Back by popular demand, here’s our roundup of eight superlatives. Call them our favorite things or our go-to brands. When you seek the best, you get what you pay for and you won’t be disappointed.
The Ultimate Down Comforter
Have you heard of eider ducks? Feathers from breast of these females, indigenous predominantly of Iceland, Scandinavia and Siberia, are considered the warmest natural insulation in the world.
The total worldwide annual harvest of eiderdown could be carried by one small truck. And that’s also their virtue. They have the highest fill power, at 1200, and thus the insulating power of this down is much lighter than the average duck’s, making it a warm and cozy choice without the heaviness. This means it can be used all year round without the suffocating effects during summertime.
And what’s better, harvesting these feather does not harm the ducks. Why? Eiderdown is the only down stemming from live birds that are not plucked. The feathers are harvested from the nests and replaced with hay. No harm is done, neither to the bird nor its eggs. Eiderdown harvesting is environmentally friendly and is a sustainable, green industry.
Faucets and Fittings
I’m going to lean toward Lefroy Brooks. It’s just fabulous and classic and can be used in a variety of styles from classic early 20th Century to contemporary.
Outfitted in each bathroom throughout the iconic restoration of The Mark Hotel on the Upper East Side, these fixtures define charm and elegance. All pieces are designed to be absolute classics, studied in detail to speak to the past but surprise and delight in the homes of today.
Extensive research was performed on “this century of taps and selecting the great classics from each decade. From their domestic origins in the late Victorian era through the mechanical angularity of the Edwardians, the curvaceous turn of the century French, the colonial twenties, the Deco thirties, the streamline fifties, the starry sixties to the nineteen seventies when it all seemed to begin again.”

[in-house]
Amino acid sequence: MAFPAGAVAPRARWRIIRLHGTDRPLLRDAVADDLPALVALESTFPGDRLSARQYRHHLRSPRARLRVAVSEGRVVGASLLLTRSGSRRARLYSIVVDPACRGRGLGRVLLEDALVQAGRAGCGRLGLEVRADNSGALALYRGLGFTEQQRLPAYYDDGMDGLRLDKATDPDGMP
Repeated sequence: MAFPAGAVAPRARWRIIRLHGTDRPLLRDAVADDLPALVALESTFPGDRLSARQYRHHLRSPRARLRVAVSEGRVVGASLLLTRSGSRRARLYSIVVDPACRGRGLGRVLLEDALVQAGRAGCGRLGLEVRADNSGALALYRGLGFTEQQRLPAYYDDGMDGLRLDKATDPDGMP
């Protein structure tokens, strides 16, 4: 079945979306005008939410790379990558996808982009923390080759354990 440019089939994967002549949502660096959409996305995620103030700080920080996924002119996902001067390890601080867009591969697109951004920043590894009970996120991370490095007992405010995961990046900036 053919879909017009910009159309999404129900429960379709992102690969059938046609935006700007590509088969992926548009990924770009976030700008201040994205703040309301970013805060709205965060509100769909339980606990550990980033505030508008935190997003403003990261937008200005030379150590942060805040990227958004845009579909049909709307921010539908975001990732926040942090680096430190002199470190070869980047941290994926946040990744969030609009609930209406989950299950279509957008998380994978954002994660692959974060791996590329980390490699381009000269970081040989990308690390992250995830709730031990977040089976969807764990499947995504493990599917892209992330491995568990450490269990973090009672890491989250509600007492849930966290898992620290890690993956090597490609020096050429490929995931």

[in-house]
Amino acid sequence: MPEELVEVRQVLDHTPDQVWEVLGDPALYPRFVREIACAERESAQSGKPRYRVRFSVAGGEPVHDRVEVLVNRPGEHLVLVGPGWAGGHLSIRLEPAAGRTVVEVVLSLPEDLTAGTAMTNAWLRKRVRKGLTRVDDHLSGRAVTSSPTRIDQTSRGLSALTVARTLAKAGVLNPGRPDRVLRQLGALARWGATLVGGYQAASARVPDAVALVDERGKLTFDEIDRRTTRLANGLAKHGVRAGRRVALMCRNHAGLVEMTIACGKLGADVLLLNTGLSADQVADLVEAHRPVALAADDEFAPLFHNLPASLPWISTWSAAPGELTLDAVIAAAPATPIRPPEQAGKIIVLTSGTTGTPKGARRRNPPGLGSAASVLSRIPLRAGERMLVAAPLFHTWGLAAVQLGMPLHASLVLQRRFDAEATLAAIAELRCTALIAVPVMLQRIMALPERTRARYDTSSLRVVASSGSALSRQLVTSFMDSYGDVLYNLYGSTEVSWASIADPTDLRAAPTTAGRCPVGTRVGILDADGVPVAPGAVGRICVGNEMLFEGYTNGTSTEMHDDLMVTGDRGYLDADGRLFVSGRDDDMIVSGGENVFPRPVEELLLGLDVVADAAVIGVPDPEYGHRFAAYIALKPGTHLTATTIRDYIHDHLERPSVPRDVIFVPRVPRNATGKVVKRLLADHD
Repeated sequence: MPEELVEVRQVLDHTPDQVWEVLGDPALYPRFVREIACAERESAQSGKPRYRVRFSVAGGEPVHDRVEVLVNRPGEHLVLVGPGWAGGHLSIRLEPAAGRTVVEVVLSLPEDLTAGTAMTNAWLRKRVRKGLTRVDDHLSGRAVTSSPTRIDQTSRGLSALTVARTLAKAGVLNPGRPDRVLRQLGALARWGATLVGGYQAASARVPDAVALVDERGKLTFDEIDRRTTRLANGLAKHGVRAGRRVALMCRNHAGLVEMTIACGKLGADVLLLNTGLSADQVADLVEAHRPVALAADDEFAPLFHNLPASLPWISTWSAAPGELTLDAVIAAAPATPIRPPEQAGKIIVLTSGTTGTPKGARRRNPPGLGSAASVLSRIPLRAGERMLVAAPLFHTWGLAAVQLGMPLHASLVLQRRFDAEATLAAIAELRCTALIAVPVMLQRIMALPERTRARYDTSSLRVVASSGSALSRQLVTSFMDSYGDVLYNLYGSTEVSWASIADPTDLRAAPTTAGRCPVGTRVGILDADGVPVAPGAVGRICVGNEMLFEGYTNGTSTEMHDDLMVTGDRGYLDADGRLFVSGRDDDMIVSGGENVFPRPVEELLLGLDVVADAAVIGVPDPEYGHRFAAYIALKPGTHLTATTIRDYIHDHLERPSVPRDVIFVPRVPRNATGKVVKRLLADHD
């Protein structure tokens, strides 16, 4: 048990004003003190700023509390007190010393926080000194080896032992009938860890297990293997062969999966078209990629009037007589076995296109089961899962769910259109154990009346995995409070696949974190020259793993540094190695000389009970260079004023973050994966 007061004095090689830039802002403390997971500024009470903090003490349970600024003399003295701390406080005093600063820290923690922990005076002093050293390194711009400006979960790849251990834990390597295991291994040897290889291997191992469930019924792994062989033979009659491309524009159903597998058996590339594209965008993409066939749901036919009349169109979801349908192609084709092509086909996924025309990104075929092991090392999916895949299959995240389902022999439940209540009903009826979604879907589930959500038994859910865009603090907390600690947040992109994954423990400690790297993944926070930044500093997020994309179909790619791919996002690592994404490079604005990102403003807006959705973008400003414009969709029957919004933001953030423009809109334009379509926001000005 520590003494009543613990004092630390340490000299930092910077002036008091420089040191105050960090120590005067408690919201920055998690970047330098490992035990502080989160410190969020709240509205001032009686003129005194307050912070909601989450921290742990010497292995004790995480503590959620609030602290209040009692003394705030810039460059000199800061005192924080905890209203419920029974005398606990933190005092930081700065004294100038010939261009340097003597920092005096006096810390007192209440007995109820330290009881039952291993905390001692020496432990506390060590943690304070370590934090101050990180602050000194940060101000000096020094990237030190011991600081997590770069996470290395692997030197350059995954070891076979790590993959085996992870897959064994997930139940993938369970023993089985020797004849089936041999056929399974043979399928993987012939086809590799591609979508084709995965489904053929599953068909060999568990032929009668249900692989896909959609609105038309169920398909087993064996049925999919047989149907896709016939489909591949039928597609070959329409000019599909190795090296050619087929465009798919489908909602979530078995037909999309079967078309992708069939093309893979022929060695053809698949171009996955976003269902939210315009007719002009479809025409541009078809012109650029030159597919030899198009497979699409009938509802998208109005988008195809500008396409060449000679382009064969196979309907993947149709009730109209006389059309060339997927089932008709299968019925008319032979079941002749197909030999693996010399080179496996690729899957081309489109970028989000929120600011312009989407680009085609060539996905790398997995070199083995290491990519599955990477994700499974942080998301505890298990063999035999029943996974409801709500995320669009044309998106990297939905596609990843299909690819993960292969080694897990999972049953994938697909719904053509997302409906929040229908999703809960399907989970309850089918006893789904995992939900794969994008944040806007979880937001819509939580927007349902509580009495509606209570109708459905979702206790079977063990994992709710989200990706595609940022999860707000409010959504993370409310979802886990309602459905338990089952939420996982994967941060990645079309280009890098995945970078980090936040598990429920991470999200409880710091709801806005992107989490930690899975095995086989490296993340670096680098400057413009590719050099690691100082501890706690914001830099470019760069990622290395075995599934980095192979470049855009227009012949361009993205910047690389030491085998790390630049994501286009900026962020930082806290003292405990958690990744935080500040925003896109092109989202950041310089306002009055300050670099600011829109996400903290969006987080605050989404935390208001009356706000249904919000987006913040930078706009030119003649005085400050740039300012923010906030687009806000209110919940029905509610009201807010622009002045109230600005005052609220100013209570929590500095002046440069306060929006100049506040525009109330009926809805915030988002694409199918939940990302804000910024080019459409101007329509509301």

In their words, “The Best Grills in the World are Made by Kalamazoo,” and I must agree.
Dubbed the “Rolls Royce of Grills”, these hand-welded, finished and assembled workhorses are not for the occasional burger flip. Not only beautiful and solid-made, they offer a series of dual-fuel grills, which can burn coal or wood one moment, then propane or natural gas the next. It’s all about flavor and control, but sometimes it’s about efficiency, too.
As any barbecue aficionado would know, setting up your grill to cook with “live fire” produces a much better and authentic taste than regular ‘ole backyard cooking. Of course, we want choices and the virtues of propane is speed and convenience, which you can have, too.
In short, it might be the brand you’ve never heard of, but now that you know, can’t live without.
For your precious collection of fine objects — or rather if you house your own museum — the displays created by Goppion in Milan are the finest.
Collaborating with the most important museums in the world, the Louvre, the British Museum, the Museum of Fine Arts in Boston, they are the masterpieces that hold and display the masterpieces.
With careful attention to conservation needs and climate control, the needs for how these pieces are displayed are of utmost value to communicating the objects’ curatorial beauty.
Probably not attainable to the average collector, or most private collectors for that matter, the range of display solutions here can be inspiration for housing your own treasured collection.